One hundred and three Fontbonne students participated in the program. All observed in classrooms. Seventy-four students participating in the 30-hour observation co-taught with a mentor teacher. Two students participated in a 60 hour Student Teaching Lab practicum. One Fontbonne student participated in a 160-hour internship program. Four Fontbonne student teachers were assigned to three Brentwood schools.

GOALS AND OBJECTIVES

The following goals were addressed by the Fontbonne University- Brentwood Schools partnership:

Goal 1: To increase both Fontbonne pre-service teacher and Brentwood student success.

Planned Activities:

  • Mentoring Program
    • Field Trip
    • After School sessions
  • SSD Internship
  • Expanded Mentoring Program with Fontbonne SSD students
  • Strengthen the Future Educators of America Club at Brentwood High School
    • Combine with Fontbonne FEA
    • Expand to Middle School?
  • Fontbonne EDU classes held on Brentwood Campus
    • Observation Experiences
    • Practicum
    • Mentoring
    • Teaching Mini-Lessons
    • Real-school experience

Assessment Methods:

  • Pre and Post Surveys
    • Fontbonne Students
    • Brentwood Mentorees
    • Brentwood Faculty
  • Mentoring Journaling
  • Brentwood Mentorees weekly reflections
  • Student Attendance at Mentoring Sessions Data

Goal 2:To sustain our independent partnership status – and maintain our current strong programs (Mentoring, SSD partnership, BHS FTA)

 Planned Activities:

  • Fundraising
  • BOE Support
    • Brentwood
    • Fontbonne
    • SSD
  • PTO’s
  • Corporate Sponsorship
    1. Letter
    2. Student Incentives

    Assessment Methods:

  • The final bottom line numbers on the 06-07 Budget Sheet

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Internships for Fontbonne University Students
Fontbonne students interested in participating in a 120 hour general education practicum experience should contact Dr. William Freeman. EDU 440 is a practicum set in a Brentwood School. Preservice teachers will develop skills that will assist them in their future student teaching and professional careers. Students will be paired with a cooperating teacher in a general education setting and will be monitored by a Fontbonne faculty member. Students who successfully complete the practicum will earn 2 hours off of their student teaching requirement and receive a stipend for the amount of the class.

Fontbonne students enrolled in special education will complete the block of EDU 309 and 314 classes which require a 120 practicum. Students will be paired with a special education teacher on site and, if possible, a general education teacher. A University professor will supervise and teach the seminar. Beginning in Spring 2007, practicum students will spend 10 hours of the practicum working in after school tutoring.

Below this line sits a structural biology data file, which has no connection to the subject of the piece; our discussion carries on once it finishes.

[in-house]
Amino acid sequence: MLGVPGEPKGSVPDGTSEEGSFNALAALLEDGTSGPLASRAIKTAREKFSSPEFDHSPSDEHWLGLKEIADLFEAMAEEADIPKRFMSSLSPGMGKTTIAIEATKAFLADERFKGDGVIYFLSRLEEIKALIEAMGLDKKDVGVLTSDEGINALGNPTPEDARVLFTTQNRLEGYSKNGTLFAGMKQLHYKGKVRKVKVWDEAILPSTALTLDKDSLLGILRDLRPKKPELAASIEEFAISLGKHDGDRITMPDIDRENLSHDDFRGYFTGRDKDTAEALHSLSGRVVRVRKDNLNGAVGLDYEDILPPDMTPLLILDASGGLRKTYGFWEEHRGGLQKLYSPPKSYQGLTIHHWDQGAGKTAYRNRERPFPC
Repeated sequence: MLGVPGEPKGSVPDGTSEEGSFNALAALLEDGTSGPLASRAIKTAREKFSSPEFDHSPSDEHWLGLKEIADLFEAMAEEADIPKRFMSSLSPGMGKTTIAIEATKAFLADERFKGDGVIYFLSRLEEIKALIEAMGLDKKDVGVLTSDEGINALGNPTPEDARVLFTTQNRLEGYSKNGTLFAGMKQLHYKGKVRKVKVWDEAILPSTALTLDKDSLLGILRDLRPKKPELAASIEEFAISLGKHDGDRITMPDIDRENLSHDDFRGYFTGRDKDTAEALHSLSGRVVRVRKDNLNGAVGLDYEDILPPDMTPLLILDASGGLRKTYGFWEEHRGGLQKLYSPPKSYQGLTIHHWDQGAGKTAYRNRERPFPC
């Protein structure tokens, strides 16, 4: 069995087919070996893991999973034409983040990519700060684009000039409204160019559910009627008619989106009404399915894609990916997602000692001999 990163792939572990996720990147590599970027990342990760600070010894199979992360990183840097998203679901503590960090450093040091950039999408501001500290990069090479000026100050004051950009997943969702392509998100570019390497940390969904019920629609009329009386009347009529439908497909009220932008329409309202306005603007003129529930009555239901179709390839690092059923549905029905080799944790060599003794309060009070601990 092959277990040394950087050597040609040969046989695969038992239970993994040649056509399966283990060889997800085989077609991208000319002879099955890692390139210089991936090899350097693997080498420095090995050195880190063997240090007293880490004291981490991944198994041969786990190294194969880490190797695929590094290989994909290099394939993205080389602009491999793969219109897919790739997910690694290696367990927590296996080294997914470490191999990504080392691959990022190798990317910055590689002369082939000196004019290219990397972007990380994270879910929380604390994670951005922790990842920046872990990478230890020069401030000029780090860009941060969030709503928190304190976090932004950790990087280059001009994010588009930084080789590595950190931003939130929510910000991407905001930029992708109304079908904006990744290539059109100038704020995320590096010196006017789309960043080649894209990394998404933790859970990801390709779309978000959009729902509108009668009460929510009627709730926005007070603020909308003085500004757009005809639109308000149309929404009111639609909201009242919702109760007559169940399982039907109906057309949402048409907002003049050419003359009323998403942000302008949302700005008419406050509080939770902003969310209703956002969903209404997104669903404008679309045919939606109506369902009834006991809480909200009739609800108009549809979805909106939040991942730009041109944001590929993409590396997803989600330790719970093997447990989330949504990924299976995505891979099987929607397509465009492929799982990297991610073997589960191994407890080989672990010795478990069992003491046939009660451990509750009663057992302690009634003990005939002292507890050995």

Journals

Syllabus

EDU314 Journals

Daily notebook journal.  Format for this journal is similar to a “log.”  Maintain this in a regular notebook, and handwritten entries are expected.  You should complete this at the conclusion of each practicum session. You can use phrases and abbreviations to be succinct. Except for #5 which can be 2-3 sentences, parts 2, 3 & 4 do not need to be more than 2-3 bullets, a phrases or very brief description.  (You may use a log-book or make copies of attached form to keep in a notebook.)
Include:

      1. Date
      2. General activities in which the class/students engaged.
      3. Your activities/involvement.
      4. Identify briefly any particular item of interest.
      5. Reflect on something important to your development of teaching skills and competencies.

Journaling on topics.  Complete a journal entry on each of the following topics.  Use your observational skills well, and when appropriate, ask some questions of the cooperating teacher and professionals at your practicum site.  These journals should be typed, and they will be used in discussions on designated seminar dates (during EDU309 scheduled time).  You will need to prioritize information because these journals are meant to be focused.  Summary information should be followed by a thoughtful reflection that shows your learning and synthesis of information. Each journal should be 2-3 typed, double-spaced page(s).

1- SPECIFIC STUDENT (MoSTEP 2, 3, 6, 9 KC):  Identify a student to observe at your practicum for whom you will develop a “case study” document and “positive behavior intervention plan”.
Carry out your observations over at least three (3) days and in multiple settings so you gain some understanding of this learner’s interests, strengths and learning and behavior challenges, and summarize some important student information you gained.   

What did you learn through this process of focused observation?

Suggestion: You will identify a target behavior for which you will need to collect data (to form the behavior plan).  Use this focused set of observations for the purpose of recording at least some of the baseline data. 

2- LESSONS THAT SUPPORT SPECIAL NEEDS (MoSTEP 2, 3, 5 KC):  As you observe and participate in the learning environment, identify examples of effective lesson components and explain how they were implemented in the teaching of the lesson.